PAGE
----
In terms of the executive function, preschool children’s inhibitory control and working memory are improved after the 12-week pom cheerleading training. This result partially verifies the hypothesis 2 of this study. Jiang and Zeng [45] also found that the 8-week football games can promote the development of executive function and improve inhibition control ability in preschool children. Similarly, Wang et al. [75] found that the 16-week Taekwondo training can improve the inhibition control ability and cognitive flexibility in children aged 5–6. However, none of the above studies found an improvement in working memory, which may be related to the attributes, characteristics and exercise intensity of the intervention.

Motor skills refer to the ability to precisely control muscle contractions in accurate time and space. Its physiological essence is the voluntary movement of skeletal muscles under the command of the cerebral cortex [76]. According to the classification of motor skills, pom cheerleading belongs to closed motor skills. Performers can plan their actions in advance and show these actions in a stable and predictable environment. They are commanded by the cerebral cortex when completing physical actions. The implementation of this motor skill requires not only the participation of memory, but also a variety of higher-level cognitive abilities, such as perceptual ability, visuospatial ability, attention, multitasking processing, and planning. So, when children train their motor skills, it can activate the relevant brain areas through body movement and stimulate the excitability of brain cells, which is conducive to maintaining brain sensory and perceptual function, improving memory, and activating the prefrontal cortex responsible for executive function.

Research on the brain has confirmed that physical exercise can improve the function of the prefrontal cortex [18]; in addition, according to the formation law of motor skills, this process reflects the excitement and inhibition of cerebral cortex in time and space, from diffusion to gradual concentration, and then to more concentration and accuracy [75]. Therefore, the formation of motor skills promotes the development of internal inhibition control, working memory and cognitive flexibility. Cognitive flexibility was not been improved significantly in this study, mainly because the three subfunctions of EF developed in different order: inhibitory control and working memory developed earlier, and then cognitive flexibility [77]. Moreover, Schmidt et al. [78] believed that cognitive flexibility (compared with inhibitory control and working memory) is a core part of EF and needs a long-term sports intervention to change. The results of this study are in line with the developmental law of executive function.

As for the relationship between physical exercise, physical fitness, and executive function, it was found that speed quality played a partial mediating role between pom cheerleading training and inhibitory control in this study, which is consistent with our hypothesis 3. Motor speed is when the human body passes through a certain distance in periodic motion [76]. It is the basis for individuals to complete their motor skills and various sports. One of the characteristics of pom cheerleading for children is multi-frequency direction-changing run and rapid motor conversion. Continuous pom cheerleading training changed the coordination relationship between muscle groups and joint amplitude, reduced the resistance caused by fighting muscle group tension. The training brings more accurate cooperation of skeletal muscle and joint and accelerates the conversion speed of excitation and inhibition, which is conducive to the rapid improvement of action speed. The sharp increase in speed further stimulates the development of the nervous system, which is reflected in the rapid and accurate connection of temporary neural connections in the cerebral cortex. In this way it enhances the excitement and inhibition of nervous system in time and space, from the initial diffusion state to a gradual concentration, and then to more concentration and accuracy. Furthermore, the continuous strengthening of these nervous systems leads to higher cognitive functions, such as inhibitory control. Therefore, the improvement of preschool children’s inhibitory control under the stimulation of pom cheerleading training is partly due to their development of speed quality.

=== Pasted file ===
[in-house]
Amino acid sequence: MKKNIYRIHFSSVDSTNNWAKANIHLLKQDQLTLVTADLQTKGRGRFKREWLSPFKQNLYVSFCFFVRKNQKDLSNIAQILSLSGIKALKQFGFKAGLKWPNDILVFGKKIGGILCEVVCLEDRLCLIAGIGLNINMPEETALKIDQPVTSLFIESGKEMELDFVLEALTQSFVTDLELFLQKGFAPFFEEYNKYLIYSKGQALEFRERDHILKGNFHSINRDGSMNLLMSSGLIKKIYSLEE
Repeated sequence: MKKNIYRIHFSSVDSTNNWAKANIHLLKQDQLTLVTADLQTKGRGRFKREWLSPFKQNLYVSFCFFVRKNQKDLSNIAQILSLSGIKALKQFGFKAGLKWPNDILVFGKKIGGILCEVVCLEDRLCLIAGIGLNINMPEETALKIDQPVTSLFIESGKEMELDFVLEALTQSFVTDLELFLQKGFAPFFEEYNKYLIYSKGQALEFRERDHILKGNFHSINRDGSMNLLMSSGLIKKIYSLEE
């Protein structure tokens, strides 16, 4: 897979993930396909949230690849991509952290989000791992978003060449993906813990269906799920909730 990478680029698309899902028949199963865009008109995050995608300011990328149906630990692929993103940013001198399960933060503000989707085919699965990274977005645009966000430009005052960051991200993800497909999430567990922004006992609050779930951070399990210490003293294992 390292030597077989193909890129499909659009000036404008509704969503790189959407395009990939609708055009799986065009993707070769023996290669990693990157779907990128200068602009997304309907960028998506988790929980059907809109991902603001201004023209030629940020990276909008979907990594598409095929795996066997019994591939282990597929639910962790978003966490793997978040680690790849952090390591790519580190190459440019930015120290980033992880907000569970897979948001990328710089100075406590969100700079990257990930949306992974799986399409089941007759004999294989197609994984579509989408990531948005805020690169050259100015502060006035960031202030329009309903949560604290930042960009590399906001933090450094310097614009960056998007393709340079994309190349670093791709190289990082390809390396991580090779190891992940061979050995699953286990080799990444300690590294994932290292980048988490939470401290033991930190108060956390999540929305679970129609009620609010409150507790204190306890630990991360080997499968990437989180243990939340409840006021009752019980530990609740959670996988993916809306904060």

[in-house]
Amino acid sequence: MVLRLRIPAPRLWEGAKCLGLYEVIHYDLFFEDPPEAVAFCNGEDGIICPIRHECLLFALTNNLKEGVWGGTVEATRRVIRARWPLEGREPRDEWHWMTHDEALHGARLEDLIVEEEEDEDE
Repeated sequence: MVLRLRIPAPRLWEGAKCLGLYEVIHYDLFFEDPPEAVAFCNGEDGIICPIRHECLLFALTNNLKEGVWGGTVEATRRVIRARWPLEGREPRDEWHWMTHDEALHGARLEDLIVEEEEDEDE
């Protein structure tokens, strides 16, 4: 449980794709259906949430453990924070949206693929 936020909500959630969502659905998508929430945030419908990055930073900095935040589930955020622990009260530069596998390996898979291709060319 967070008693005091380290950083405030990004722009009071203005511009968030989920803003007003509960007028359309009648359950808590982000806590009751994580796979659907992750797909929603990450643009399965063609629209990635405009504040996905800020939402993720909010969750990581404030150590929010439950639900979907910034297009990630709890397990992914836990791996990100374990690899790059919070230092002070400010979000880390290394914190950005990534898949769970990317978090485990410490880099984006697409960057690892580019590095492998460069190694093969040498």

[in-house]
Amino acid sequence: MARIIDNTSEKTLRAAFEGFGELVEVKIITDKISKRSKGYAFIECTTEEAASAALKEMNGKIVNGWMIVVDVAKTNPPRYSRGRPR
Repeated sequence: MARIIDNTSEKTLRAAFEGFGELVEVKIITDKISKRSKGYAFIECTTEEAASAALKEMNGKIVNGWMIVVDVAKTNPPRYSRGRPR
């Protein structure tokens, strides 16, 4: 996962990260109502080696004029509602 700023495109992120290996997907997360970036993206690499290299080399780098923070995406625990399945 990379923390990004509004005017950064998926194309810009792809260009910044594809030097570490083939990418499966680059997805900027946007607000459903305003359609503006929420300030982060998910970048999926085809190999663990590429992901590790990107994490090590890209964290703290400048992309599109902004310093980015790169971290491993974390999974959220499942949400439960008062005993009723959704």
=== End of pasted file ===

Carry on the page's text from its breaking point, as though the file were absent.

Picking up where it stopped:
Moreover, our study revealed that agility plays a major mediating role between pom cheerleading training and working memory, which also supports hypothesis 3 in present study. In other words, the effect of sports intervention on working memory is achieved indirectly by improving children’s agility. Agility is the ability of an individual to quickly change posture, switch movements and adapt to changes [76]. One of its prominent features is that when the environment suddenly changes, individuals can create new actions to adapt to the new conditions. The physiological basis of agility is mainly related to the structure and function of nerves, receptors, and skeletal muscle. During the training process of pom cheerleading, children quickly change direction and run according to the music rhythm, and construct different queue patterns through body movements. All these complex movements are realized by adjustments and controls, such as the cerebral cortex receiving and analyzing information, giving orders immediately, and then regulating the motor organs to complete the corresponding actions. The brain is required to process multiple tasks and respond at the same time, which are the embodiment of working memory. Therefore, the firmer an individual’s action is, the more accurate and agile the body is in space and time during the sports, and the higher the activation and requirements of working memory are, which will eventually promote the development of working memory.